Masergy launches SD-WAN service, enhances hybrid network concept

Masergy has joined the growing group of service providers offering SD-WAN services, targeting business customers that want a hybrid network option for their network sites. 

SD-WAN is an approach to designing and deploying an enterprise WAN that uses SDN to determine the most effective way to route traffic to remote locations such as a company branch office.

Set to be available in the fourth quarter, Masergy is offering its managed SD-WAN to business customers as part of the service providers managed network functions. The service provider said that it has four customers conducting a beta test of the service.

The service will support a mix of on-premises, cloud and virtualized deployments, and can utilize any combination of broadband and high-performance private WAN connections.

To ensure application performance and security while enhancing price-performance optimization, Masergy’s SD-WAN service includes a number of performance and data resiliency features:

  • Dynamic path control and adaptive Forward Error Correction (FEC)
  • Automatic IP-VPN tunnels with AES 256 encryption
  • Dynamic Policy-based Application Routing
  • Centralized policy and configuration management

While it plans to name other network vendor partners, Masergy will initially leverage Silver Peak’s solutions. Silver Peak’s Unity EdgeConnect can create an SD-WAN that enables customers to move to a broadband WAN at their own pace. This could be on either a site-by-site or a hybrid WAN approach that leverages both MPLS and broadband internet connectivity.

Paul Ruelas, director product management for Masergy, told FierceTelecom that Silver Peak’s ability to able to mesh with its QoS mechanism will give its customers better visibility and consistency.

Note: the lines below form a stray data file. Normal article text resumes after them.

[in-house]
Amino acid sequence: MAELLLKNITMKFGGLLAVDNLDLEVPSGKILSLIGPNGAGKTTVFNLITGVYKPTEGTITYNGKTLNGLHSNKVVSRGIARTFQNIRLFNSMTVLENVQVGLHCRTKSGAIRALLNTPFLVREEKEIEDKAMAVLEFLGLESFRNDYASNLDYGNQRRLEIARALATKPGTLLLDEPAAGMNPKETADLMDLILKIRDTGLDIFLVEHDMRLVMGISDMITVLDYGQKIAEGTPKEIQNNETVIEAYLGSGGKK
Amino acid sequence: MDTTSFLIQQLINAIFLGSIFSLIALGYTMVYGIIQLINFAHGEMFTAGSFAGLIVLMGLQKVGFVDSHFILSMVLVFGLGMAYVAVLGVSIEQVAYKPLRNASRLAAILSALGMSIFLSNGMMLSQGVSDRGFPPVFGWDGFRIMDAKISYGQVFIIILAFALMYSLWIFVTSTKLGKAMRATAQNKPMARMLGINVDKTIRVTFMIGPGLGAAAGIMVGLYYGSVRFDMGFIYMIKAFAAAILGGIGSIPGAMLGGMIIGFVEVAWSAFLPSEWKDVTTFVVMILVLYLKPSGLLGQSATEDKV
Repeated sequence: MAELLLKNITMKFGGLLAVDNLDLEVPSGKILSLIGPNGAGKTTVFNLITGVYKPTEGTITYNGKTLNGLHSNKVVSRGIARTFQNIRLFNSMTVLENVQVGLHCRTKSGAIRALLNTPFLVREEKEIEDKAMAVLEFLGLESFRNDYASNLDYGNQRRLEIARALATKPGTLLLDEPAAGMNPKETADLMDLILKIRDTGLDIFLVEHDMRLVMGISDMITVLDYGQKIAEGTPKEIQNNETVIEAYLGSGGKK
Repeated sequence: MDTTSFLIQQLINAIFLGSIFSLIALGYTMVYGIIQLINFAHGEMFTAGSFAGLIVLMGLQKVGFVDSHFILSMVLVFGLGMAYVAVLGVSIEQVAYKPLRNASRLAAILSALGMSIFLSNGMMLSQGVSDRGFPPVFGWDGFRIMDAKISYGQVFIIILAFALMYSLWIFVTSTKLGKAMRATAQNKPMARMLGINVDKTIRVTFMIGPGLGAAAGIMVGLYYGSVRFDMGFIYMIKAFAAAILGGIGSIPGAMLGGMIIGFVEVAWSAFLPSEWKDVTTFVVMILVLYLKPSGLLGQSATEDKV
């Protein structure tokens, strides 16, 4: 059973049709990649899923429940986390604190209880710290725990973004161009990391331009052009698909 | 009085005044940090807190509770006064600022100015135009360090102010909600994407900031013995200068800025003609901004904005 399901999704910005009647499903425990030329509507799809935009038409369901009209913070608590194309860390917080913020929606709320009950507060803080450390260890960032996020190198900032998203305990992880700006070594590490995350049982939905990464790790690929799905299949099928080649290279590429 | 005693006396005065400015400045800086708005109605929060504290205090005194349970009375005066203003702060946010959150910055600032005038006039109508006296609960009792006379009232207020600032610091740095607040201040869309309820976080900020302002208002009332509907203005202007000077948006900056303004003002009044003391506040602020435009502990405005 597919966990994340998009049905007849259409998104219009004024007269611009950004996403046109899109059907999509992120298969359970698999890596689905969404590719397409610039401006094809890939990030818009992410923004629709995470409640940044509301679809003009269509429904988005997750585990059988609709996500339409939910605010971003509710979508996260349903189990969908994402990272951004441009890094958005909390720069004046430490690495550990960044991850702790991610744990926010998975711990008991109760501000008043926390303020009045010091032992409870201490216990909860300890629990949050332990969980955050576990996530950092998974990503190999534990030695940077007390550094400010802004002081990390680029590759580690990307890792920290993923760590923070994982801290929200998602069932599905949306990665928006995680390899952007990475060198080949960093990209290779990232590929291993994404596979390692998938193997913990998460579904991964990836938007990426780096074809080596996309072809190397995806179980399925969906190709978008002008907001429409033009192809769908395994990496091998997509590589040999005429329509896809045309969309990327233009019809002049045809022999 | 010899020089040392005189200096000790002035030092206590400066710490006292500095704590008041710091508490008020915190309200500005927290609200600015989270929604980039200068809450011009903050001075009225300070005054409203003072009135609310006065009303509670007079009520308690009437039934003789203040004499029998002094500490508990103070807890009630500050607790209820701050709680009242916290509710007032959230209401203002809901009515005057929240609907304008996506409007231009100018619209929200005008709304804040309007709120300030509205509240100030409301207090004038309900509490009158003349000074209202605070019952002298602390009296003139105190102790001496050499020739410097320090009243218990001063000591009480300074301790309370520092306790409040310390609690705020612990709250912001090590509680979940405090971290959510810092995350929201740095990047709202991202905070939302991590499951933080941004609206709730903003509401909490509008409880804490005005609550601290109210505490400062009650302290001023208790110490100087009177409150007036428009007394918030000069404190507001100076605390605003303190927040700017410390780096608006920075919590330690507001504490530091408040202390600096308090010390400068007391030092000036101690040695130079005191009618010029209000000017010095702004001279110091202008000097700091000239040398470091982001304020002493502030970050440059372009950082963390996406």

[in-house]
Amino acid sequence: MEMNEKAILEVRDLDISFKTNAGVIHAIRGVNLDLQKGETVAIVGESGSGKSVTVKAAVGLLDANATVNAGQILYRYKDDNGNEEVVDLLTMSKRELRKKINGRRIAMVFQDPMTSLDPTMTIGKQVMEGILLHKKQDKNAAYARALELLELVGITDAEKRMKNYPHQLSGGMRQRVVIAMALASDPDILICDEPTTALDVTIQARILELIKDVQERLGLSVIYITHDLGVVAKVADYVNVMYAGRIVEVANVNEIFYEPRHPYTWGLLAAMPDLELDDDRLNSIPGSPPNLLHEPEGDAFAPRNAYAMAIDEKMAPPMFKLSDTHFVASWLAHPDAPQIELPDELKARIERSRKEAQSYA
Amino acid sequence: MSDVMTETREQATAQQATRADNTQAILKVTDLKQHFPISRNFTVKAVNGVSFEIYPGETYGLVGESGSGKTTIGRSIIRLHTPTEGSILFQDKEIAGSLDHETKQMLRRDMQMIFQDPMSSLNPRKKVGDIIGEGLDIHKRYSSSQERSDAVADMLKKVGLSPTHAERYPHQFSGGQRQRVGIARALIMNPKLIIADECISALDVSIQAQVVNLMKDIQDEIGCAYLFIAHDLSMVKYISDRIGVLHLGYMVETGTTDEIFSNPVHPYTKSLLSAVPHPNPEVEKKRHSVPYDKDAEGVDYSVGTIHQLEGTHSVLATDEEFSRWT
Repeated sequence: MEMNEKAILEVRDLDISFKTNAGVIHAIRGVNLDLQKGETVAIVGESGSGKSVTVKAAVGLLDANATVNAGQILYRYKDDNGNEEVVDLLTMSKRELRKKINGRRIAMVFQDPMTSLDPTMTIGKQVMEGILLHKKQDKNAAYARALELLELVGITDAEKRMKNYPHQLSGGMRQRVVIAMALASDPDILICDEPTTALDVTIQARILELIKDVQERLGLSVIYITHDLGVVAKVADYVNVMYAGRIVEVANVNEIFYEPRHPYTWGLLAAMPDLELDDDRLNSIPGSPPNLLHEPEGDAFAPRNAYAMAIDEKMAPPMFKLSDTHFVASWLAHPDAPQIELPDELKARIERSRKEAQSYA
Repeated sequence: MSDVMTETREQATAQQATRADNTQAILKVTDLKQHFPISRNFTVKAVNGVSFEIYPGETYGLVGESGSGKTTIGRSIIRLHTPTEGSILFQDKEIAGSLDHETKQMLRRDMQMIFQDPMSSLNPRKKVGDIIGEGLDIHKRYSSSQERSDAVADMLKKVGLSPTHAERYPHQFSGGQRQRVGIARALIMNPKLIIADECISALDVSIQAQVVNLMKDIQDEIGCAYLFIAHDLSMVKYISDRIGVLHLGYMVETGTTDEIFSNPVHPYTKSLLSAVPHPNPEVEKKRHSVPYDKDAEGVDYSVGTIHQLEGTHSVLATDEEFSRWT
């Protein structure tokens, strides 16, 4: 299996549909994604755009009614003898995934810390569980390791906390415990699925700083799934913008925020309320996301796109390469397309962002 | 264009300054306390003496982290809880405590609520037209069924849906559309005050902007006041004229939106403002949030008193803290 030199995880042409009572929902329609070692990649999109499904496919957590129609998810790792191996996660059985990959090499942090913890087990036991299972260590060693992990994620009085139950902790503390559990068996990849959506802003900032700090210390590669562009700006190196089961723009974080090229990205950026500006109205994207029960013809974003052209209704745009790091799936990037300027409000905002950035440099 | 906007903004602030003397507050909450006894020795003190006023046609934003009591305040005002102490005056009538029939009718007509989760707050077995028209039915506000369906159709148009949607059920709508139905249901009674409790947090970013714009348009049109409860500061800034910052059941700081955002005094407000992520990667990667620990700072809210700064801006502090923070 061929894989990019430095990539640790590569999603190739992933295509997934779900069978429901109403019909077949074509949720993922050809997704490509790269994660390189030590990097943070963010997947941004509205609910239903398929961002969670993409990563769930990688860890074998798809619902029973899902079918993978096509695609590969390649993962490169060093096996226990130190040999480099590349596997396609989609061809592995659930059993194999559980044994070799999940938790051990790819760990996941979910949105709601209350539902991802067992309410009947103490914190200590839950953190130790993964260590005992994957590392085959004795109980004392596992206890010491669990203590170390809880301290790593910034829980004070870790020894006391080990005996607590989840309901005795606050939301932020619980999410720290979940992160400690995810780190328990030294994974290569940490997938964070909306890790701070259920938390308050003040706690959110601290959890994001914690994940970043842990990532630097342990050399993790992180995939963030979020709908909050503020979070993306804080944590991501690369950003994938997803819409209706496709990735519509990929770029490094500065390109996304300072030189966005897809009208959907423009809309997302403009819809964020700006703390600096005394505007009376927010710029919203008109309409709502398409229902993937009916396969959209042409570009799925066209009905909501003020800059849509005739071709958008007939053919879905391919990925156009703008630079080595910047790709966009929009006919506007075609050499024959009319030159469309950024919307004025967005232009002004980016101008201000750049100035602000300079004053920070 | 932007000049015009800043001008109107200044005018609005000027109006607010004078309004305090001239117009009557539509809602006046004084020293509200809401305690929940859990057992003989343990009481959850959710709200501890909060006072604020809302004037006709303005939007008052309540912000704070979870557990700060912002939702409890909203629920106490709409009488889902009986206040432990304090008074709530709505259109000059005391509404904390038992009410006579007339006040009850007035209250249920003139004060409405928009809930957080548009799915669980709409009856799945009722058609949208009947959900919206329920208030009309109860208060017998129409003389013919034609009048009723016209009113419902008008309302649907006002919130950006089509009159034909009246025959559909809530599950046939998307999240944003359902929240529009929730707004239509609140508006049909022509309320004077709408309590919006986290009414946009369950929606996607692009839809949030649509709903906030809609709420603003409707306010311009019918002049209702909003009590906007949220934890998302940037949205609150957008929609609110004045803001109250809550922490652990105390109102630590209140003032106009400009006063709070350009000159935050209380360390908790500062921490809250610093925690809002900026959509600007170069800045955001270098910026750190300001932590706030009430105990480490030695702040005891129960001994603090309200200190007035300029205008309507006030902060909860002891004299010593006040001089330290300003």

“Most of the SD-WAN solutions will have the central orchestration that they talk back to, but we also like the business intent policy overlay that Silver Peak has which allows us to map into our QoS,” Ruelas said. “From our customer experience, customers are used to seeing our levels of QoS and we’re extending them through the SD-WAN so on the Ethernet side they’re going to see the same QoS queues but they’ll have some more granularity on what they can do with those queues.”

Ruelas added that the Silver Peak solution can also add in “separate connectivity options from our traditional and intelligent connectivity, our Network as a Service (NaaS) and managed broadband services and tie it all back with WAN optimization.”

Business customers that opt for Masergy’s SD-WAN offering can use three different methods to connect: Intelligent connectivity, NaaS via a customer’s broadband connection or one Masergy procures, and managed broadband connections. Additionally, customers can choose an unlimited amount of virtual environments via MPLS, VPLS and internet plus

John Dumbleton, SVP of business development for Masergy, said one of its large customers is deploying 17 virtual environments across their global platform.

“We don’t charge anything else for the virtual environments,” Dumbleton said. “Customers can have a production MPLS and a test bed and their internet service can be one for internal and one for guests and we call it internet plus because we sustain class of service when it’s on net to us.”